Austin, the monumental last work by renowned American artist Ellsworth Kelly (1923—2015), is a freestanding stone building with luminous colored glass windows that is now part of the Blanton’s permanent collection. The structure has its roots in the artist’s deep appreciation of historical European art and architecture, and this exhibition explores how Austin’s conceptual origins began in the seminal period Kelly spent in France (1948—54), when he immersed himself in the country’s artistic traditions and monuments. Rarely seen early paintings and drawings fuse Judeo-Christian themes with the artist’s own modern aesthetic, making clear Austin’s decades-long germination. This section will also include the first models and designs for the building’s initial conception in the mid-1980s. Four other expansive sections will elucidate Kelly’s rich explorations of Austin’s four main motifs: Spectrum, Black and White, Color Grid, and Totem. These formal concepts were deeply meaningful to him throughout his career, and he created them in drawing, painting, printmaking, and sculpture.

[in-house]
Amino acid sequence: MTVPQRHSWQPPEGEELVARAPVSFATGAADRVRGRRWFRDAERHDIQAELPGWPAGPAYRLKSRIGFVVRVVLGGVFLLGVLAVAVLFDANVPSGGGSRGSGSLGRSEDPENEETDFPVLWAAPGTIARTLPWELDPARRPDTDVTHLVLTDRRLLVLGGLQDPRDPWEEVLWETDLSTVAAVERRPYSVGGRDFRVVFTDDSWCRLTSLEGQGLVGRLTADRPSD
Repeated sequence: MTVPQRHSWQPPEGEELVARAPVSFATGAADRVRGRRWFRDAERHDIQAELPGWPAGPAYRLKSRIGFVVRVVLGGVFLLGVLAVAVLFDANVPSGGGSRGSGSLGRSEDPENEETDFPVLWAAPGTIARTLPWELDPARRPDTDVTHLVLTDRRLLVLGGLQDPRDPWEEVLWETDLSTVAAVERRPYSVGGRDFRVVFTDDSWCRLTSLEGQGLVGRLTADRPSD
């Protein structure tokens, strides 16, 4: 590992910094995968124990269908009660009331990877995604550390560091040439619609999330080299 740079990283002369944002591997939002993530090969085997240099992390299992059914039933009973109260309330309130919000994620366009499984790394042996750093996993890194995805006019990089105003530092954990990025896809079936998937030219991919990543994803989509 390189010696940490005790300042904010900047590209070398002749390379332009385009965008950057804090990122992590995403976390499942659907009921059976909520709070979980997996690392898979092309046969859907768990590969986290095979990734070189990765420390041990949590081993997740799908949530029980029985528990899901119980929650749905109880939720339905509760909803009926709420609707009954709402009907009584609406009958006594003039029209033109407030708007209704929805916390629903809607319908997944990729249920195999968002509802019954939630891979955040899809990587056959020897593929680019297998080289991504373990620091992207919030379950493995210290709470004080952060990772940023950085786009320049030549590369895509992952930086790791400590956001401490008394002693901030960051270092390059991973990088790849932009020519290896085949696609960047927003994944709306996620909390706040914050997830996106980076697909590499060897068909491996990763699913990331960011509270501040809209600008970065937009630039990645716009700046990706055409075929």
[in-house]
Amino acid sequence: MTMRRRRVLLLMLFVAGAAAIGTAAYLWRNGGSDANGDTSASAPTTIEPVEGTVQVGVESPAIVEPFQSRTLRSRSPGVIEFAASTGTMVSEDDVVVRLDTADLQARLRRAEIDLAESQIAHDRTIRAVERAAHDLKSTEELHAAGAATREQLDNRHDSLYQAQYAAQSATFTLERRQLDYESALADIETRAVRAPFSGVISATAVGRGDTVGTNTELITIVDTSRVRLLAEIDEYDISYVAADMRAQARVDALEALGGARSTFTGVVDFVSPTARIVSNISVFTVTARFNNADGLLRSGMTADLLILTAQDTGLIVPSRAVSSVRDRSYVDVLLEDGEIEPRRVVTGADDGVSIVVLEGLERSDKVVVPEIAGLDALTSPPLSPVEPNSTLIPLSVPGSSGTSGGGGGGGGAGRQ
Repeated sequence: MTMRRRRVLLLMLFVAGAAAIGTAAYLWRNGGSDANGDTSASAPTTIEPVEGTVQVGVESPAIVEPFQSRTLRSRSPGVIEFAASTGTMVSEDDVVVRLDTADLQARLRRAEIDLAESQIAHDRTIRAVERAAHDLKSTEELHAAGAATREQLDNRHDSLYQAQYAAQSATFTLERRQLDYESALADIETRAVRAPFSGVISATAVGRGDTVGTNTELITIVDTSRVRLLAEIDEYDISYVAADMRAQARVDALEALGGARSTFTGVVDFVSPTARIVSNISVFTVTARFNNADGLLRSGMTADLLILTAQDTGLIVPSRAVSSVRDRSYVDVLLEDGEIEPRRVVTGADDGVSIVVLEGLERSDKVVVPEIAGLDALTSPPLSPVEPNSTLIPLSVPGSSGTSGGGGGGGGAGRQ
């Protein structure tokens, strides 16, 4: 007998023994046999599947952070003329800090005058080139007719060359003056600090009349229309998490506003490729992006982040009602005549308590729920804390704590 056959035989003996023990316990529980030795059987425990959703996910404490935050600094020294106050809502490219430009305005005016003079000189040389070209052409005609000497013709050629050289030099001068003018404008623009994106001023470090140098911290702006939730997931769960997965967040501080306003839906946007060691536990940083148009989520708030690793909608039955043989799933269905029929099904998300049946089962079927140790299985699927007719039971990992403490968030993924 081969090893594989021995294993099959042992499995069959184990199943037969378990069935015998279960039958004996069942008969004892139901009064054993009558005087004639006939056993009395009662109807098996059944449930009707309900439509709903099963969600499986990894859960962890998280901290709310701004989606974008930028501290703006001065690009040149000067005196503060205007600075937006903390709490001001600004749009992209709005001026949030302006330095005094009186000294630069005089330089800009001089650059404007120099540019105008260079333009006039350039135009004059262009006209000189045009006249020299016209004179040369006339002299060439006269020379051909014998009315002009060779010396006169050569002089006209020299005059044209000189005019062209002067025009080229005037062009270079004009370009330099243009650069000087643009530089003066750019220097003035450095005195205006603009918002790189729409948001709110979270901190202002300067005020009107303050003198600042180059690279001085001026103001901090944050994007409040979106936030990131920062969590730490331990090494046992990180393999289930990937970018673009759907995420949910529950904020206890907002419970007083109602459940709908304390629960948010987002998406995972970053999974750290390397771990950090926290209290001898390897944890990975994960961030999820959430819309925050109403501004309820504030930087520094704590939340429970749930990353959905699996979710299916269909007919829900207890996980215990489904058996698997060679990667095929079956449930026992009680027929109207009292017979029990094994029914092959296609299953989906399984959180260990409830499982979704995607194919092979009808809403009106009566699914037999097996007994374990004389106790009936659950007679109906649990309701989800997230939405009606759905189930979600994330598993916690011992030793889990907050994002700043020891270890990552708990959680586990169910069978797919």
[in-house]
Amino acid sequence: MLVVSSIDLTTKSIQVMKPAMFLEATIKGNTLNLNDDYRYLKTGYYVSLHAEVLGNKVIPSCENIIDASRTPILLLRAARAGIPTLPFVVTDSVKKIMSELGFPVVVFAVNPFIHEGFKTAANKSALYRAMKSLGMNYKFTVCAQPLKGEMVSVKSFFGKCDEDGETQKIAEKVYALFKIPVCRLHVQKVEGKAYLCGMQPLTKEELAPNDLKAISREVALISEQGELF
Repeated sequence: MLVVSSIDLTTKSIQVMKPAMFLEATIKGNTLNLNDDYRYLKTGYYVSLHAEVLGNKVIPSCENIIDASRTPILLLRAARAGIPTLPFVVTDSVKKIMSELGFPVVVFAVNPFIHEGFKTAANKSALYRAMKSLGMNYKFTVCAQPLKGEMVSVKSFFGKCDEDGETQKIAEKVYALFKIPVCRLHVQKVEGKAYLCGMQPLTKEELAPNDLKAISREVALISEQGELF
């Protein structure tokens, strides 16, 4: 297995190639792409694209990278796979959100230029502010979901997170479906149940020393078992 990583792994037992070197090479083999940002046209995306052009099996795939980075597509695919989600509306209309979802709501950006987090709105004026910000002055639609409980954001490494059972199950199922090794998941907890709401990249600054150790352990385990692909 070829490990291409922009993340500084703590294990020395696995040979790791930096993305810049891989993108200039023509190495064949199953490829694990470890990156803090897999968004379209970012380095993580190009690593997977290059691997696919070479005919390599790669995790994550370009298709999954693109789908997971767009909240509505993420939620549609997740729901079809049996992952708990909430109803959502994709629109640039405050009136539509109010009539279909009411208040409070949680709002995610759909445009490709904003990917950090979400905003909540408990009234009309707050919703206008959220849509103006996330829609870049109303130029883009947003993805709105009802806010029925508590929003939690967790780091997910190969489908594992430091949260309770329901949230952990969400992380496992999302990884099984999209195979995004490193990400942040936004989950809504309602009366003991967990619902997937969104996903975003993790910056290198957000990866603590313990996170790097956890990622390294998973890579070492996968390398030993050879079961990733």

This exhibition is organized by Carter Foster, Deputy Director for Curatorial Affairs.
Form into Spirit: Ellsworth Kelly’s Austin is organized by the Blanton Museum of Art.
Major funding for the exhibition is provided by the Ford Foundation.
Generous funding also is provided by Jeanne and Michael Klein and the Scurlock Foundation Exhibition Endowment, with additional gifts from Suzanne Deal Booth, Heather James Fine Art, Jenny and Trey Laird, the Alice Kleberg Reynolds Foundation, Lora Reynolds and Quincy Lee, and donors who contributed to the 2017 Annual Fund.
Spectrum Colors Arranged by Chance IX, (detail) 1953
collage on paper
38 ¼ x 38 ¼ inches
© Ellsworth Kelly Foundation
Photo courtesy Matthew Marks Gallery